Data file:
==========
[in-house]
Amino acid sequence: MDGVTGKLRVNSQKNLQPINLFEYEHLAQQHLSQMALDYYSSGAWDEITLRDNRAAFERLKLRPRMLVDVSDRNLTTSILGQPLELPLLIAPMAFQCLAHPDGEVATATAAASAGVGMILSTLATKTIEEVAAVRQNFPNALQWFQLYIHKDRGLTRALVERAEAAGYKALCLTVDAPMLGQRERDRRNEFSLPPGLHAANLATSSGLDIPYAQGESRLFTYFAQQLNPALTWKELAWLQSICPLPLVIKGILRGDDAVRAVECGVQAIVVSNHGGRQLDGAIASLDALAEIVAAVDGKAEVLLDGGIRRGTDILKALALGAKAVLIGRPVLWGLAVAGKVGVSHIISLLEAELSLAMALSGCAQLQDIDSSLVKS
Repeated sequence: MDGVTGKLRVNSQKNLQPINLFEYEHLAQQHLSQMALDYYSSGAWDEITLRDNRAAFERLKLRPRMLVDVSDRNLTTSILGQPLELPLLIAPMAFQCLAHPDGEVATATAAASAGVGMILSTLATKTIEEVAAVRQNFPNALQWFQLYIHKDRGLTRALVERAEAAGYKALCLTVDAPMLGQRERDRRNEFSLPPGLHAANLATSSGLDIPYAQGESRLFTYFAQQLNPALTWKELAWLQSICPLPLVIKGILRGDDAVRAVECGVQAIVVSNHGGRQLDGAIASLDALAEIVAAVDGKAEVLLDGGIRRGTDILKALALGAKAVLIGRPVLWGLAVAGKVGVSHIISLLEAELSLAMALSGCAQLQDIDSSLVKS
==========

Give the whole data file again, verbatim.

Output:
[in-house]
Amino acid sequence: MDGVTGKLRVNSQKNLQPINLFEYEHLAQQHLSQMALDYYSSGAWDEITLRDNRAAFERLKLRPRMLVDVSDRNLTTSILGQPLELPLLIAPMAFQCLAHPDGEVATATAAASAGVGMILSTLATKTIEEVAAVRQNFPNALQWFQLYIHKDRGLTRALVERAEAAGYKALCLTVDAPMLGQRERDRRNEFSLPPGLHAANLATSSGLDIPYAQGESRLFTYFAQQLNPALTWKELAWLQSICPLPLVIKGILRGDDAVRAVECGVQAIVVSNHGGRQLDGAIASLDALAEIVAAVDGKAEVLLDGGIRRGTDILKALALGAKAVLIGRPVLWGLAVAGKVGVSHIISLLEAELSLAMALSGCAQLQDIDSSLVKS
Repeated sequence: MDGVTGKLRVNSQKNLQPINLFEYEHLAQQHLSQMALDYYSSGAWDEITLRDNRAAFERLKLRPRMLVDVSDRNLTTSILGQPLELPLLIAPMAFQCLAHPDGEVATATAAASAGVGMILSTLATKTIEEVAAVRQNFPNALQWFQLYIHKDRGLTRALVERAEAAGYKALCLTVDAPMLGQRERDRRNEFSLPPGLHAANLATSSGLDIPYAQGESRLFTYFAQQLNPALTWKELAWLQSICPLPLVIKGILRGDDAVRAVECGVQAIVVSNHGGRQLDGAIASLDALAEIVAAVDGKAEVLLDGGIRRGTDILKALALGAKAVLIGRPVLWGLAVAGKVGVSHIISLLEAELSLAMALSGCAQLQDIDSSLVKS